About PolarTREC

PolarTREC teacher Nikki Airaudi at Summit, GreenlandPolarTREC teacher Nikki Airaudi at Summit, Greenland PolarTREC (Teachers and Researchers Exploring and Collaborating) is a program in which teachers from the United States (both formal and informal) spend 3-6 weeks participating in hands-on field research experiences in the polar regions. The goal of PolarTREC is to invigorate polar science education and understanding by bringing educators and polar researchers together. We currently accept applications from U.S. teachers teaching middle and high school students only and informal educators who have a primary focus on outreach to middle and high school students and/or professional development for their teachers.

Program Development

PolarTREC was developed based on the strengths of the past PolarTREC (2007-2018) and TREC programs, as well as other teacher research experience (TRE's) programs.

PolarTREC has been around for over 10 years providing over 170 U.S. teachers a unique opportunity to work with scientists in the polar regions. It is a multi-year project with four major categories of interrelated activities making up the PolarTREC Teacher Research Experience Model.

The main components of PolarTREC Include:

  • provide hands-on field research experiences that are implemented in the polar regions,
  • broadly disseminate teacher/educator experiences to students, professionals, and the public,
  • develop a sustainable learning community, and
  • provide clear and appropriate measures of project success.

PolarTREC teacher Michelle Brown and students try on Extreme Cold Weather PolarTREC teacher Michelle Brown and students try on Extreme Cold Weather gear

Polar Field Research Experience: The core of the PolarTREC program is the field research experience, whereby PolarTREC teachers participate in field research in the Arctic or Antarctic for three to six weeks. Selected research projects represent the leading edge of scientific inquiry and include the teacher as an integral part of the science team.

Classroom and Public Connections: While in the field, teachers and researchers connect with classrooms and the public through use of Internet tools such as online teacher and researcher journals, message boards, photo albums, podcasts, "PolarConnect" calls and presentations from the field, and online learning resources. After the field experience, teachers and researchers continue to share their experience with the public through public presentations, scientific conferences, teacher workshops, and journal articles. Each PolarTREC teacher also creates instructional activities to transfer scientific data, methodologies, and technology into their classrooms.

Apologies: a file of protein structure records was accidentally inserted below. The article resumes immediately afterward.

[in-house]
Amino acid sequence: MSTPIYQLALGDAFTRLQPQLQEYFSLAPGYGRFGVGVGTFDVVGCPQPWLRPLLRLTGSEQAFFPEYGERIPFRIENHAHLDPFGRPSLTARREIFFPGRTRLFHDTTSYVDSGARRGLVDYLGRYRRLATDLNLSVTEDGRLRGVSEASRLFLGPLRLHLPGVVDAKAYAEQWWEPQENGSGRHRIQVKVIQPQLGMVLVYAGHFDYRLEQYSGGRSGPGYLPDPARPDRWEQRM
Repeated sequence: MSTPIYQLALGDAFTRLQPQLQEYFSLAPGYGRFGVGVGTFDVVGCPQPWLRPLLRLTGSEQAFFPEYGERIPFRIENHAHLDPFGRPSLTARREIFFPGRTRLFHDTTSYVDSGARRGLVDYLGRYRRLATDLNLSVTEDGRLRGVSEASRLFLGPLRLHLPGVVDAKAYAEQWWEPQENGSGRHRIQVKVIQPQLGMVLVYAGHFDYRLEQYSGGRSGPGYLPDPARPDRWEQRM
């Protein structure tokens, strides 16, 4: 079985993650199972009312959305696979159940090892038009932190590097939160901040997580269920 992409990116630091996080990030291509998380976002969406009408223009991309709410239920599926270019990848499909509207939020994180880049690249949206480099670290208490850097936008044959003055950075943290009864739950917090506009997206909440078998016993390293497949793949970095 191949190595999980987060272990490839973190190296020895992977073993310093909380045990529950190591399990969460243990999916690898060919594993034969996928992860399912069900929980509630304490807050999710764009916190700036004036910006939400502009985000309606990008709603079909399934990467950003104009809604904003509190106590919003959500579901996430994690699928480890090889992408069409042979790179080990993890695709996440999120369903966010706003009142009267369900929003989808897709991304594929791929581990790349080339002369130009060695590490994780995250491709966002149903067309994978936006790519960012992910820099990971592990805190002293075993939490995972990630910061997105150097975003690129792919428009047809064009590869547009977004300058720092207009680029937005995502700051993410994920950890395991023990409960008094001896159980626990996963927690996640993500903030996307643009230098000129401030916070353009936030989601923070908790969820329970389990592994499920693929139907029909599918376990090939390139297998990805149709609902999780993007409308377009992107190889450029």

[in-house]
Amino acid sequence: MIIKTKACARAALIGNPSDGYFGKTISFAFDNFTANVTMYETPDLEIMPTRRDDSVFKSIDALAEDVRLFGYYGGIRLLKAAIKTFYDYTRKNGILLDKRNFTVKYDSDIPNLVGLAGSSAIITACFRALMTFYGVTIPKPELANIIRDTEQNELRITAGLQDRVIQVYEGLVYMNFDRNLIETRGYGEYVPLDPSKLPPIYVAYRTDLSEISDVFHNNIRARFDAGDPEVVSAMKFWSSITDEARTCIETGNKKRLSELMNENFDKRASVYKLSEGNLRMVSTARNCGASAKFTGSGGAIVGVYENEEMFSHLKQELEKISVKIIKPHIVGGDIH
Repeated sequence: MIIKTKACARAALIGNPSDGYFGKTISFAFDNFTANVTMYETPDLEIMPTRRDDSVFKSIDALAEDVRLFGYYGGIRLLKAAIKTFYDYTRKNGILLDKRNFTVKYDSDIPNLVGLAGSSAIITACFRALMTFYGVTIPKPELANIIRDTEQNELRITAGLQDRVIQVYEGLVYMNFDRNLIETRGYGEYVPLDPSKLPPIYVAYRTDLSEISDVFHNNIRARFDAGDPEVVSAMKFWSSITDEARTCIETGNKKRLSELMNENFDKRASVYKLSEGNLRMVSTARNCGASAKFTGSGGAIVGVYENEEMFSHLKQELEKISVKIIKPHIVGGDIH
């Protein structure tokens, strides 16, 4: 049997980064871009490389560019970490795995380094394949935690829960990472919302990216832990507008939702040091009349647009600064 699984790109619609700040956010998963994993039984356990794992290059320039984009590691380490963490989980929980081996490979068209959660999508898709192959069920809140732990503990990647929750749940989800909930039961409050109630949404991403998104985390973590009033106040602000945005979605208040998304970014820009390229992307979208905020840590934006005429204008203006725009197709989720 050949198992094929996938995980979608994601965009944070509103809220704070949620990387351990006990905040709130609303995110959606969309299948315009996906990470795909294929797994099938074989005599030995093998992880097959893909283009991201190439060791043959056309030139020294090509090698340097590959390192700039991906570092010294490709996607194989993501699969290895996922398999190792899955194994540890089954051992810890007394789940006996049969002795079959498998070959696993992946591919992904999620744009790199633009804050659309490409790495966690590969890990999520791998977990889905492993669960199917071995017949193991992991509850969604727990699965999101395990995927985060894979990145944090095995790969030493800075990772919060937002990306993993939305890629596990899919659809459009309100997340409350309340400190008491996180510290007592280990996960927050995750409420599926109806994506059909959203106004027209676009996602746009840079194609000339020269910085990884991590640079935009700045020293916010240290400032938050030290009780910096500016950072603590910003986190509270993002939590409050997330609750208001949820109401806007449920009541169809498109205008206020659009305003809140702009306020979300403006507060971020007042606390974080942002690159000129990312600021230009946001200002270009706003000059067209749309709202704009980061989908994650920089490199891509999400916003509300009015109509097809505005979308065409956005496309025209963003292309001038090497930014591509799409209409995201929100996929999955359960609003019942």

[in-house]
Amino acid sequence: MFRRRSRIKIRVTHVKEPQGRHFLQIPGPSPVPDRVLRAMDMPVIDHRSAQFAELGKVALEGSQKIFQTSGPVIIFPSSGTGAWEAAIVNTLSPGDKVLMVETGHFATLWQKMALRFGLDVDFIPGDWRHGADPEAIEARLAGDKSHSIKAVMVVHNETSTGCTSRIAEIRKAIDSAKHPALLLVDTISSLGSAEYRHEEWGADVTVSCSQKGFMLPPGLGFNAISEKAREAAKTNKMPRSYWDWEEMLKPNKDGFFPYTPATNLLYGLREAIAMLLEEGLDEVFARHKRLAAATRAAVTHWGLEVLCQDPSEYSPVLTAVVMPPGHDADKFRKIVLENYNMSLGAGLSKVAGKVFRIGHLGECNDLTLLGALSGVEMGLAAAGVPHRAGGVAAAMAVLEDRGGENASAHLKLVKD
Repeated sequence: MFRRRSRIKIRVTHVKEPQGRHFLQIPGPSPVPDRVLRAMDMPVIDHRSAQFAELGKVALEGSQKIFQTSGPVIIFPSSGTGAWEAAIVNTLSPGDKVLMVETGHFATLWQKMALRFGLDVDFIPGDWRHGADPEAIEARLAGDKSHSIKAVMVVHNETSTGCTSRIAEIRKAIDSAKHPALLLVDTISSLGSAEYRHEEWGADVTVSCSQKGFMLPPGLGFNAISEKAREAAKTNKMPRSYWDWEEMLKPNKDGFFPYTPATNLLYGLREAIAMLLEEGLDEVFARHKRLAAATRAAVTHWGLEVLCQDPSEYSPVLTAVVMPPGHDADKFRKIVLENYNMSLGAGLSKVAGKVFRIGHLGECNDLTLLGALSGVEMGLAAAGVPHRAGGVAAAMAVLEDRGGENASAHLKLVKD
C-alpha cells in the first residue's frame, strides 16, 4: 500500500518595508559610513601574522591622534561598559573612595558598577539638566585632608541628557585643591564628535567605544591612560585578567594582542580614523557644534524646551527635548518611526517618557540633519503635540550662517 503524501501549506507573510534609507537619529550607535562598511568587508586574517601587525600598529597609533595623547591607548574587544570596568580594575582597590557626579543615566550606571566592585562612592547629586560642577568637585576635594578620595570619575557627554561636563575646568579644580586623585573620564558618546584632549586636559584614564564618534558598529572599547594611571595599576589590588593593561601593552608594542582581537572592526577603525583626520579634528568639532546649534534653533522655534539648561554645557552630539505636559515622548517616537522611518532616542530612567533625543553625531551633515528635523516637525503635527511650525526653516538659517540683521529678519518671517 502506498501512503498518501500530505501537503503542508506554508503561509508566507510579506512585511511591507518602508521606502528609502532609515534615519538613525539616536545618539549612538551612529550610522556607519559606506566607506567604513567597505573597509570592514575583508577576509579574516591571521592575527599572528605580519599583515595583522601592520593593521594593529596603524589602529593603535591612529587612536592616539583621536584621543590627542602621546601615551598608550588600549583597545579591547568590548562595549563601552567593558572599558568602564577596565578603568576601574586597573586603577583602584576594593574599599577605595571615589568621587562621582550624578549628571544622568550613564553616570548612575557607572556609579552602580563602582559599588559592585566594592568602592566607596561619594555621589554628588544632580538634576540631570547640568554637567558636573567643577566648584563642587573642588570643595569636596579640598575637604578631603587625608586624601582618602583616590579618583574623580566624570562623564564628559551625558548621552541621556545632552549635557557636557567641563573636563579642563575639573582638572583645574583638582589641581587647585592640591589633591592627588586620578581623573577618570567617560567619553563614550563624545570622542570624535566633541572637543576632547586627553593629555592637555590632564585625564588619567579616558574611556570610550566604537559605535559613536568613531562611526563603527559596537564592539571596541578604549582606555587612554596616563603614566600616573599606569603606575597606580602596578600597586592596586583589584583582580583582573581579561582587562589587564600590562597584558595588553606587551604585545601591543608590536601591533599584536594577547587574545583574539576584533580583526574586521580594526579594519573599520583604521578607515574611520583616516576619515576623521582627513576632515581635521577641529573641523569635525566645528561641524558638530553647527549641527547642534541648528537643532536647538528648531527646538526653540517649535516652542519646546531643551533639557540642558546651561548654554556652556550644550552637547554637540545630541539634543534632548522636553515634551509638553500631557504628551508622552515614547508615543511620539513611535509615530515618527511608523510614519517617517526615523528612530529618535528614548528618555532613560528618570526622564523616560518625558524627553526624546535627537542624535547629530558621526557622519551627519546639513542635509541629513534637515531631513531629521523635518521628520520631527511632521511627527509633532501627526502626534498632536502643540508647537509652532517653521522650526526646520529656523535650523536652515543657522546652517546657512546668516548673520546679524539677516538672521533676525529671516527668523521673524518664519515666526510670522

Professional Development: PolarTREC provides professional development opportunities for teachers who participate in field research projects. PolarTREC provides a variety of content, tools, and web seminars geared towards subject matter learning, teaching practices, and alignment of PolarTREC experiences with current professional teaching standards. At the end of the project period, PolarTREC products and results are shared to the public.

Sustained Community and Support: The PolarTREC program is designed to extend the experience beyond field research to support a sustained community of teachers, scientists, students, and the public through online seminars, an e-mail listserve, and teacher-to-teacher peer groups. New PolarTREC teachers will have the opportunity to work closely with an experienced Partner Teacher (teachers that have participated in a teacher research experience) on aspects of their research experience and educational plans.

Success

What does a successful PolarTREC experience look like for a researcher? Our litmus test of success is if a researcher returns to PolarTREC to host another teacher. Success also may involve a lot of outreach about the expedition, new lesson plans created by the teacher about your science, or a lot of participants attending a PolarConnect event. Below is a graphic showing what success looked liked for the 2016-2017 season. 2016-2017 Infographic about PolarTREC2016-2017 Infographic about PolarTREC

Funding and Support

PolarTREC teacher John Wood at the Arctic Circle, AlaskaPolarTREC teacher John Wood at the Arctic Circle, Alaska The PolarTREC program is managed by the Arctic Research Consortium of the United States (ARCUS), a non profit based in Alaska with an office in Washington D.C. ARCUS is a consortium of educational and scientific members that have a substantial commitment to arctic research. Over the years, ARCUS has received funding from National Science Foundation Office of Polar Programs for PolarTREC. Funding for 2019-2020 is pending from NSF Office of Polar Programs.

In addition, ARCUS works with other organizations, NASA and NOAA, to host a few additional teachers through the PolarTREC program.

Through a contract with the National Science Foundation, PolarTREC works closely with Polar Field Services and Antarctica Support Contract (ASC) to provide logistical support to PolarTREC teachers embarking on field expeditions to the Arctic and Antarctic. Polar Field Services is the National Science Foundation's (NSF) arctic logistics contractor and supports NSF-funded researchers and personnel working across the Arctic by coordinating travel, logistics and equipment needs. Antarctica Support Contract provides all logistical support to the United States Antarctic Program by arranging travel, medical clearance and providing cold weather clothing and equipment to all US participants.

Contact

For more information please contact PolarTREC Support Staff at info [at] polartrec.com

ARCUS
3535 College Road, Suite 101
Fairbanks, AK 99709
907-474-1600